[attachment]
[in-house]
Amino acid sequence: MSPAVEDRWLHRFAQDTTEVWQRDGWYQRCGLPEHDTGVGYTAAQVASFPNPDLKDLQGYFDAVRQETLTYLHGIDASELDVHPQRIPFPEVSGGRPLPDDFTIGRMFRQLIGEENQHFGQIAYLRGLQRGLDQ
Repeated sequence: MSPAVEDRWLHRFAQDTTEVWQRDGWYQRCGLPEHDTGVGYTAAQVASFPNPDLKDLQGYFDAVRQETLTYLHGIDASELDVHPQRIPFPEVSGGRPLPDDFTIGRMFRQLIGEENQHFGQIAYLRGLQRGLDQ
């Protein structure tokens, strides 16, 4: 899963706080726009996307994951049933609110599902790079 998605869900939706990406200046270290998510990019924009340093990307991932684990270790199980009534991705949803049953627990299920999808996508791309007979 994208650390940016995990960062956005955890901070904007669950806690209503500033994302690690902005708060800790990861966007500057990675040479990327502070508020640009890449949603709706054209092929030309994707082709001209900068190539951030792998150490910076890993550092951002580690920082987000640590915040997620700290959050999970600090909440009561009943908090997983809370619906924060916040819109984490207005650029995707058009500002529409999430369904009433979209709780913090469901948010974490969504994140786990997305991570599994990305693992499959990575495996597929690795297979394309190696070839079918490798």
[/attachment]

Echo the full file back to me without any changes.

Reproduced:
[in-house]
Amino acid sequence: MSPAVEDRWLHRFAQDTTEVWQRDGWYQRCGLPEHDTGVGYTAAQVASFPNPDLKDLQGYFDAVRQETLTYLHGIDASELDVHPQRIPFPEVSGGRPLPDDFTIGRMFRQLIGEENQHFGQIAYLRGLQRGLDQ
Repeated sequence: MSPAVEDRWLHRFAQDTTEVWQRDGWYQRCGLPEHDTGVGYTAAQVASFPNPDLKDLQGYFDAVRQETLTYLHGIDASELDVHPQRIPFPEVSGGRPLPDDFTIGRMFRQLIGEENQHFGQIAYLRGLQRGLDQ
């Protein structure tokens, strides 16, 4: 899963706080726009996307994951049933609110599902790079 998605869900939706990406200046270290998510990019924009340093990307991932684990270790199980009534991705949803049953627990299920999808996508791309007979 994208650390940016995990960062956005955890901070904007669950806690209503500033994302690690902005708060800790990861966007500057990675040479990327502070508020640009890449949603709706054209092929030309994707082709001209900068190539951030792998150490910076890993550092951002580690920082987000640590915040997620700290959050999970600090909440009561009943908090997983809370619906924060916040819109984490207005650029995707058009500002529409999430369904009433979209709780913090469901948010974490969504994140786990997305991570599994990305693992499959990575495996597929690795297979394309190696070839079918490798």